lists  /  announce  owl-users  owl-dev  john-users  john-dev  passwdqc-users  yescrypt  popa3d-users  /  oss-security  kernel-hardening  musl  sabotage  tlsify  passwords  /  crypt-dev  xvendor  /  Bugtraq  Full-Disclosure  linux-kernel  linux-netdev  linux-ext4  linux-hardening  PHC 
Open Source and information security mailing list archives
Hash Suite: Windows password security audit tool. GUI, reports in PDF.
[<prev] [next>] [<thread-prev] [thread-next>] [day] [month] [year] [list]
Date:   Fri, 8 Oct 2021 08:58:21 -0500
From:   Bjorn Helgaas <>
To:     Kai-Heng Feng <>
Cc:     Heiner Kallweit <>,
        nic_swsd <>,
        Bjorn Helgaas <>,
        David Miller <>,
        Jakub Kicinski <>,
        Anthony Wong <>,
        Linux Netdev List <>,
        Linux PCI <>,
        LKML <>
Subject: Re: [RFC] [PATCH net-next v6 3/3] r8169: Implement dynamic ASPM

On Fri, Oct 08, 2021 at 02:18:55PM +0800, Kai-Heng Feng wrote:
> On Fri, Oct 8, 2021 at 3:11 AM Bjorn Helgaas <> wrote:
> > On Fri, Oct 08, 2021 at 12:15:52AM +0800, Kai-Heng Feng wrote:
> > > r8169 NICs on some platforms have abysmal speed when ASPM is enabled.
> > > Same issue can be observed with older vendor drivers.
> > >
> > > The issue is however solved by the latest vendor driver. There's a new
> > > mechanism, which disables r8169's internal ASPM when the NIC traffic has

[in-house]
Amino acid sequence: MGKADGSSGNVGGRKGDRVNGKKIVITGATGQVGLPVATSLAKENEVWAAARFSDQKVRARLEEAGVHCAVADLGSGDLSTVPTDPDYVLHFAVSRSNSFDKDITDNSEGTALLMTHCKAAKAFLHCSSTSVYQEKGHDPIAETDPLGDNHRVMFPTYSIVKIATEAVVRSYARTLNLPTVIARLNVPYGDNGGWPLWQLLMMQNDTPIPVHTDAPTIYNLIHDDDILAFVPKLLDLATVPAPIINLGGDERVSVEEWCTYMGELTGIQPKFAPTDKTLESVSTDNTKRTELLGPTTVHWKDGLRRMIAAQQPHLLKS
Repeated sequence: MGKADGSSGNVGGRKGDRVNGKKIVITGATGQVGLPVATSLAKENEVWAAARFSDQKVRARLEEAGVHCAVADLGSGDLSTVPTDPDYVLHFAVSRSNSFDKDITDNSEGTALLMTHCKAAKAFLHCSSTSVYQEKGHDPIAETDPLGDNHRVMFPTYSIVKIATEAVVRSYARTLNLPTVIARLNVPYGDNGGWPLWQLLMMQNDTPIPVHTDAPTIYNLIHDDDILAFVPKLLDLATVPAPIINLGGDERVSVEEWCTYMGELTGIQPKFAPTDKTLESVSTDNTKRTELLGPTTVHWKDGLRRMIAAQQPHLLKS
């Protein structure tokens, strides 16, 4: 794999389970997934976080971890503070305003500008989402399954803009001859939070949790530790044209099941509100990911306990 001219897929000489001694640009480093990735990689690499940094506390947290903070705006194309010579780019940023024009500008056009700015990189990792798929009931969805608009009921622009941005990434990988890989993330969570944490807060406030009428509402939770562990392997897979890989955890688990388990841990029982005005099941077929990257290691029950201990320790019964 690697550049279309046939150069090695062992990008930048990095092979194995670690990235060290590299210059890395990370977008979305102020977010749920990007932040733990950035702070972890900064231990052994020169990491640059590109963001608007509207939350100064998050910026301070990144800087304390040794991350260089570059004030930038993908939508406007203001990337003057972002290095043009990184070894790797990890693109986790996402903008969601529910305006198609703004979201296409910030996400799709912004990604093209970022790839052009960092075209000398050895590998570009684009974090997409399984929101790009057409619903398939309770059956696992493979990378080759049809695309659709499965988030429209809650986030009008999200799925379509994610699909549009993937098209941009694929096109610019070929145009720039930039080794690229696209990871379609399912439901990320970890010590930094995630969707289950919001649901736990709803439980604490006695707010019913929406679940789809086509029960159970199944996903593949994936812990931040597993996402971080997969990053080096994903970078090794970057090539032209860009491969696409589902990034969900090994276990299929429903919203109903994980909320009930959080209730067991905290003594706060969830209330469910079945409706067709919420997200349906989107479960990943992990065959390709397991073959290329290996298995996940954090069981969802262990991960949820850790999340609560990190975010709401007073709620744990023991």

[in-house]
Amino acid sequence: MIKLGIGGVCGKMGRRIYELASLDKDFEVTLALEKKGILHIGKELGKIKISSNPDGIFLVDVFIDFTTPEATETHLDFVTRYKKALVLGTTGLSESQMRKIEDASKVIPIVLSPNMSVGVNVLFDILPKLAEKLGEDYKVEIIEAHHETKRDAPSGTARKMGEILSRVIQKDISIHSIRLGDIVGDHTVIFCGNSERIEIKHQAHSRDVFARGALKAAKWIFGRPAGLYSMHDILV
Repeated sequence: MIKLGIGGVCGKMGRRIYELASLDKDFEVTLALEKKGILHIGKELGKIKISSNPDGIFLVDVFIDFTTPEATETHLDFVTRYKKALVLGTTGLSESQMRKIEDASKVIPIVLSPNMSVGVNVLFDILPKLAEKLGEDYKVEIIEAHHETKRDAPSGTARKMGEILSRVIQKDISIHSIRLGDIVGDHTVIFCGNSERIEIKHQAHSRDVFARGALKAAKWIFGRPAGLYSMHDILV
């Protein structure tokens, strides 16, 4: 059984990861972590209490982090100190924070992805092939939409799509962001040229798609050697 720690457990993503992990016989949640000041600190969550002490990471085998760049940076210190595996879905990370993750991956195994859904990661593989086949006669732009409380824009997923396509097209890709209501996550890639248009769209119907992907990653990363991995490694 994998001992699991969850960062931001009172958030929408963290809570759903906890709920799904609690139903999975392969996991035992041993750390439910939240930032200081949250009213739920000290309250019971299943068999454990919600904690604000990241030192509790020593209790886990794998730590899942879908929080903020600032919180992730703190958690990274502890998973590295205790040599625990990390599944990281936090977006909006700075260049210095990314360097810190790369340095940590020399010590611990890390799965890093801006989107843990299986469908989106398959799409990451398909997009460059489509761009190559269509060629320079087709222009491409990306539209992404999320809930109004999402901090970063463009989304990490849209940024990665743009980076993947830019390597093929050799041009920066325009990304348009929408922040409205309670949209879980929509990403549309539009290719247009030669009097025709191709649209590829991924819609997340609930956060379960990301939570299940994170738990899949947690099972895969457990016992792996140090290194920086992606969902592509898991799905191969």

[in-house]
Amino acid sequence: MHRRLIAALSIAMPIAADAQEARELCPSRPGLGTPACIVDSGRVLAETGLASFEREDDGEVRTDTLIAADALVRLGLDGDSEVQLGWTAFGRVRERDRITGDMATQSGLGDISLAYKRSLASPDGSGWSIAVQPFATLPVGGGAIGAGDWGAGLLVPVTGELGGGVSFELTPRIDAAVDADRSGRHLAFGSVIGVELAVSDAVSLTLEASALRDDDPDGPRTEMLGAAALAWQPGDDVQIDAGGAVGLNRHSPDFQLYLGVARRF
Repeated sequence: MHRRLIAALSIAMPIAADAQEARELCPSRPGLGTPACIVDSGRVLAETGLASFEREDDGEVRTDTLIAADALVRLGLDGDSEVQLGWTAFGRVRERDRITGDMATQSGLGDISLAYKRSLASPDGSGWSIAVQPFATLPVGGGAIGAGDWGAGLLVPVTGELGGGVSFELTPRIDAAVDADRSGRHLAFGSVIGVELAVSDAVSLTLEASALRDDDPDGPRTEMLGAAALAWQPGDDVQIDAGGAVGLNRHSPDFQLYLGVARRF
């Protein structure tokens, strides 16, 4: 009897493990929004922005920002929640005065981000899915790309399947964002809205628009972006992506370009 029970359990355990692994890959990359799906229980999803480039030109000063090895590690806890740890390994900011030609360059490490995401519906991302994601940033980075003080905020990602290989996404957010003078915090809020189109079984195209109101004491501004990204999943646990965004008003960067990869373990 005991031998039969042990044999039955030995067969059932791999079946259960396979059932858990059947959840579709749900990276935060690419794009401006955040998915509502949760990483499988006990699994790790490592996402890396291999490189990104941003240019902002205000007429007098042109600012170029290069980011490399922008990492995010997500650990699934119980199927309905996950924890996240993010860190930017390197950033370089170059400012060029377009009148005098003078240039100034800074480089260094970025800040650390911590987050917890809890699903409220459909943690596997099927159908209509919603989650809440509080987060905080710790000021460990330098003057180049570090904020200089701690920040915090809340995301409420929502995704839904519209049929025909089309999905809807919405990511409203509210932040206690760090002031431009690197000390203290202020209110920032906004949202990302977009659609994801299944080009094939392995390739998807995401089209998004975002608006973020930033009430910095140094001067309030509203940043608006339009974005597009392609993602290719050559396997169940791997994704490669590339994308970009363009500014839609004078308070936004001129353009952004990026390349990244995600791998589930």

> > > more than 10 packets per second, and vice versa. The possible reason for
> > > this is likely because the buffer on the chip is too small for its ASPM
> > > exit latency.
> > > ...

> > I suppose that on the Intel system, if we enable ASPM, the link goes
> > to L1.2, and the NIC immediately receives 1000 packets in that second
> > before we can disable ASPM again, we probably drop a few packets?
> >
> > Whereas on the AMD system, we probably *never* drop any packets even
> > with L1.2 enabled all the time?
> Yes and yes.

The fact that we drop some packets with dynamic ASPM on the Intel
system means we must be giving up some performance.

And I guess that on the AMD system, we should get full performance but
we must be using a little more power (probably unmeasurable) because
ASPM *could* be always enabled but dynamic ASPM disables it some of
the time.

> > And if we actually knew the root cause and could set the correct LTR
> > values or whatever is wrong on the Intel system, we probably wouldn't
> > need this dynamic scheme?
> Because Realtek already implemented the dynamic ASPM workaround in
> their Windows and Linux driver, they never bother to find the root
> cause.
> So we'll never know what really happens here.

Looks like it.  Somebody with a PCIe analyzer could probably make
progress, but I agree, that doesn't seem likely.

Realtek no doubt has the equipment to do this, but apparently they
don't think it's worthwhile.  In their defense, the Linux ASPM code is
pretty impenetrable and there could be a problem there that causes or
contributes to this.


Powered by blists - more mailing lists